• Modular vector assembly enables rapid assessment of emerging CRISPR technologies

    McGee, Abby V; Liu, Yanjing V; Griffith, Audrey L; Szegletes, Zsofia M; Wen, Bronte; Kraus, Carolyn; Miller, Nathan W; Steger, Ryan J; Escude Velasco, Berta; Bosch, Justin A; et al. (2024-03-13)
    The diversity of CRISPR systems, coupled with scientific ingenuity, has led to an explosion of applications; however, to test newly described innovations in their model systems, researchers typically embark on cumbersome, one-off cloning projects to generate custom reagents that are optimized for their biological questions. Here, we leverage Golden Gate cloning to create the Fragmid toolkit, a modular set of CRISPR cassettes and delivery technologies, along with a web portal, resulting in a combinatorial platform that enables scalable vector assembly within days. We further demonstrate that multiple CRISPR technologies can be assessed in parallel in a pooled screening format using this resource, enabling the rapid optimization of both novel technologies and cellular models. These results establish Fragmid as a robust system for the rapid design of CRISPR vectors, and we anticipate that this assembly approach will be broadly useful for systematic development, comparison, and dissemination of CRISPR technologies.
  • Producing high-quantity and high-quality recombinant adeno-associated virus by low-cis triple transfection

    Liu, Hao; Zhang, Yue; Yip, Mitchell; Ren, Lingzhi; Liang, Jialing; Chen, Xiupeng; Liu, Nan; Du, Ailing; Wang, Jiaming; Chang, Hao; et al. (2024-03-12)
    Recombinant adeno-associated virus (rAAV)-based gene therapy is entering clinical and commercial stages at an unprecedented pace. Triple transfection of HEK293 cells is currently the most widely used platform for rAAV manufacturing. Here, we develop low-cis triple transfection that decreases transgene plasmid use by 10- to 100-fold and overcomes several major limitations associated with standard triple transfection. This new method improves packaging of yield-inhibiting transgenes by up to 10-fold, and generates rAAV batches with reduced plasmid backbone contamination that otherwise cannot be eliminated in downstream processing. When tested in mice and compared with rAAV produced by standard triple transfection, low-cis rAAV shows comparable or superior potency and results in diminished plasmid backbone DNA and RNA persistence in tissue. Mechanistically, low-cis triple transfection relies on the extensive replication of transgene cassette (i.e., inverted terminal repeat-flanked vector DNA) in HEK293 cells during production phase. This cost-effective method can be easily implemented and is widely applicable to producing rAAV of high quantity, purity, and potency.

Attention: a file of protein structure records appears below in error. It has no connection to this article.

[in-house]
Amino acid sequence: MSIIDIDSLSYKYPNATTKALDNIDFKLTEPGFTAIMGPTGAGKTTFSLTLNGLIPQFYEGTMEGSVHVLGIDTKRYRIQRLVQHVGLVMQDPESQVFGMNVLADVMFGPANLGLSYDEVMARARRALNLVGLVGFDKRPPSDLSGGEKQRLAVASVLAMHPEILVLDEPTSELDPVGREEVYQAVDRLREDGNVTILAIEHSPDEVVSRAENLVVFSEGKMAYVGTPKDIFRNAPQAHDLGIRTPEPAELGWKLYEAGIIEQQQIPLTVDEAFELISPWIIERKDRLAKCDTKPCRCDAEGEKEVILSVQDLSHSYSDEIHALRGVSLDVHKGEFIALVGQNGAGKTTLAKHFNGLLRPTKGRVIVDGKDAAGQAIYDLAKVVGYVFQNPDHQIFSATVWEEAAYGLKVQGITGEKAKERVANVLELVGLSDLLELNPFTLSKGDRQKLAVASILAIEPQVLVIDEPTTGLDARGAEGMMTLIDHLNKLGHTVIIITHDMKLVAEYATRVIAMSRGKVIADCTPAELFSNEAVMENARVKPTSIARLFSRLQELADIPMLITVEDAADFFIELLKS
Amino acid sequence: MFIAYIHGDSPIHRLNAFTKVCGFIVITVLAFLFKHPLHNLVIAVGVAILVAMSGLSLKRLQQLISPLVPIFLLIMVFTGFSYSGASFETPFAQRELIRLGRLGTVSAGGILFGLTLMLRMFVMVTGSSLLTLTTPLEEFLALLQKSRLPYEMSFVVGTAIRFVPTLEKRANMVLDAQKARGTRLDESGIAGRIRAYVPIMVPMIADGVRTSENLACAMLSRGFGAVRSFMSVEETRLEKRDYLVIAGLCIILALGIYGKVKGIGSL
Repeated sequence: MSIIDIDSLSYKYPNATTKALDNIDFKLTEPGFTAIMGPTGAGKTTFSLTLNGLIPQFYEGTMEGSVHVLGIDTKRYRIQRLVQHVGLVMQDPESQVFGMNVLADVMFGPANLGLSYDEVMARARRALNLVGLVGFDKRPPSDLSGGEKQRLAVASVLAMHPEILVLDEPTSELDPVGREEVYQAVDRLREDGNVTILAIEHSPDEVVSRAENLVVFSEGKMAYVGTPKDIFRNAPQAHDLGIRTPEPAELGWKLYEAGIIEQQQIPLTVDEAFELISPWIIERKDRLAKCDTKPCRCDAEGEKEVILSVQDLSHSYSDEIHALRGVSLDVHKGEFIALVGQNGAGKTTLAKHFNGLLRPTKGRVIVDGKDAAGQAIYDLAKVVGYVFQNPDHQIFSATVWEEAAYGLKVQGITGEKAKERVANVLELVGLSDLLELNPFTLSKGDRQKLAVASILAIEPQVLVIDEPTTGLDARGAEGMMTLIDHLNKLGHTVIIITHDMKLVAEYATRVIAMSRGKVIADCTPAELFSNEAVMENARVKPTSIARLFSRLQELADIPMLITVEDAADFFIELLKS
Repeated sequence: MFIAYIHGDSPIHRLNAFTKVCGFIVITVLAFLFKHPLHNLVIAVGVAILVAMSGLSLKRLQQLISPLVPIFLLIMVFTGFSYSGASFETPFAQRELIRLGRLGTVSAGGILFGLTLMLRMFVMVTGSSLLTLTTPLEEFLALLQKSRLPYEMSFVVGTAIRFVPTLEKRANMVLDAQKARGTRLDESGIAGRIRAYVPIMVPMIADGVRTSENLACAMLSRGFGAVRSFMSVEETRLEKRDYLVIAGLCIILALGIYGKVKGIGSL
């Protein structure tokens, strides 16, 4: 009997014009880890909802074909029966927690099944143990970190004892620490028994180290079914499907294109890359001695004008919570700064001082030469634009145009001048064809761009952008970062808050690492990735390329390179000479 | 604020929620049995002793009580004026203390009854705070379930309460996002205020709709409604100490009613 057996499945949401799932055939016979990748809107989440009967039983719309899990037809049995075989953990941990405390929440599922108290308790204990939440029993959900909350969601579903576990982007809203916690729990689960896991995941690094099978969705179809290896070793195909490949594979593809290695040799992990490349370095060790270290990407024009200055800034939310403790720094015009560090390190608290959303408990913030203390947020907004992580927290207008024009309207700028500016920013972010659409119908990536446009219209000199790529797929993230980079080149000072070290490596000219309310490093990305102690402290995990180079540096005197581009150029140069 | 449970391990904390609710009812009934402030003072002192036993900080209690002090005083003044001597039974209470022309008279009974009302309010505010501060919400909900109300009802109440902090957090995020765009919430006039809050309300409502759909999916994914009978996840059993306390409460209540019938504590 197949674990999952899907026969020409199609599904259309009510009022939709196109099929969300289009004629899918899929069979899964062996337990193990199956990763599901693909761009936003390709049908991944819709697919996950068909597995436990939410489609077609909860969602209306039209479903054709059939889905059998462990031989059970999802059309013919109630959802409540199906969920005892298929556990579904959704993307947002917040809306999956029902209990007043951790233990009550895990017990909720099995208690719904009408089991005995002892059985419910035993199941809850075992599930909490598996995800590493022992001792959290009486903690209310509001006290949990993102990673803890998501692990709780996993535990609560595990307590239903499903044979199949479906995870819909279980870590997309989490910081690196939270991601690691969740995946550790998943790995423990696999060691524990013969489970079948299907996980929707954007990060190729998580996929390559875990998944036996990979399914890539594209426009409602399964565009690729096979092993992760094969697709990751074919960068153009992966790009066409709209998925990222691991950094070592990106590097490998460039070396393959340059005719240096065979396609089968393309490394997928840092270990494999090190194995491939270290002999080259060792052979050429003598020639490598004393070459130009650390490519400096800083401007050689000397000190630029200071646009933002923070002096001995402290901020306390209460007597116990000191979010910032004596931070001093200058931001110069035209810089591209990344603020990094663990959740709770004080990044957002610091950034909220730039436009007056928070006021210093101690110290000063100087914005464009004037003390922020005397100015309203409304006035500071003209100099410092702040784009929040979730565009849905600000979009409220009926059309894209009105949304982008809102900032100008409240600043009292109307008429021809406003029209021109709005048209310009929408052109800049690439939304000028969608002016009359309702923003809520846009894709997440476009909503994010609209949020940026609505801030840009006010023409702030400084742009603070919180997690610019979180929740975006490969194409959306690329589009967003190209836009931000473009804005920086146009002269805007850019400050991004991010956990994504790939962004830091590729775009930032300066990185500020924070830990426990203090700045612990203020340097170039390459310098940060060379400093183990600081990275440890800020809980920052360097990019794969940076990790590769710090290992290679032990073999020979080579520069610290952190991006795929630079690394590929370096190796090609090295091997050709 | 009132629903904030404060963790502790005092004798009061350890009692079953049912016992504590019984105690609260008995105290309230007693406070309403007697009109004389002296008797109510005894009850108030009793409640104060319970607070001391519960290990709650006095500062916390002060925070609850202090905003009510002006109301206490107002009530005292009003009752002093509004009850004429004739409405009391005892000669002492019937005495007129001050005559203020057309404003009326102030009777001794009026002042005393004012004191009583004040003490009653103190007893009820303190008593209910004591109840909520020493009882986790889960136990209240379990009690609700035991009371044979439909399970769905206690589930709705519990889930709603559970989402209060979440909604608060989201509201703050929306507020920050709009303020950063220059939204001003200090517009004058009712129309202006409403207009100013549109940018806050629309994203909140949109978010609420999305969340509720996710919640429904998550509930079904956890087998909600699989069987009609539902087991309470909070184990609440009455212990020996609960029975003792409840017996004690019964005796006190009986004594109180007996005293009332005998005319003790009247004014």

• Contributions of Hyperactive Mutations in M from SARS-CoV-2 to Drug Resistance

    Flynn, Julia M; Zvornicanin, Sarah N; Tsepal, Tenzin; Shaqra, Ala M; Kurt Yilmaz, Nese; Jia, Weiping; Moquin, Stephanie; Dovala, Dustin; Schiffer, Celia A; Bolon, Daniel N A (2024-03-12)
    The appearance and spread of mutations that cause drug resistance in rapidly evolving diseases, including infections by the SARS-CoV-2 virus, are major concerns for human health. Many drugs target enzymes, and resistance-conferring mutations impact inhibitor binding or enzyme activity. Nirmatrelvir, the most widely used inhibitor currently used to treat SARS-CoV-2 infections, targets the main protease (Mpro) preventing it from processing the viral polyprotein into active subunits. Our previous work systematically analyzed resistance mutations in Mpro that reduce binding to inhibitors; here, we investigate mutations that affect enzyme function. Hyperactive mutations that increase Mpro activity can contribute to drug resistance but have not been thoroughly studied. To explore how hyperactive mutations contribute to resistance, we comprehensively assessed how all possible individual mutations in Mpro affect enzyme function using a mutational scanning approach with a fluorescence resonance energy transfer (FRET)-based yeast readout. We identified hundreds of mutations that significantly increased the Mpro activity. Hyperactive mutations occurred both proximal and distal to the active site, consistent with protein stability and/or dynamics impacting activity. Hyperactive mutations were observed 3 times more than mutations which reduced apparent binding to nirmatrelvir in recent studies of laboratory-grown viruses selected for drug resistance. Hyperactive mutations were also about three times more prevalent than nirmatrelvir binding mutations in sequenced isolates from circulating SARS-CoV-2. Our findings indicate that hyperactive mutations are likely to contribute to the natural evolution of drug resistance in Mpro and provide a comprehensive list for future surveillance efforts.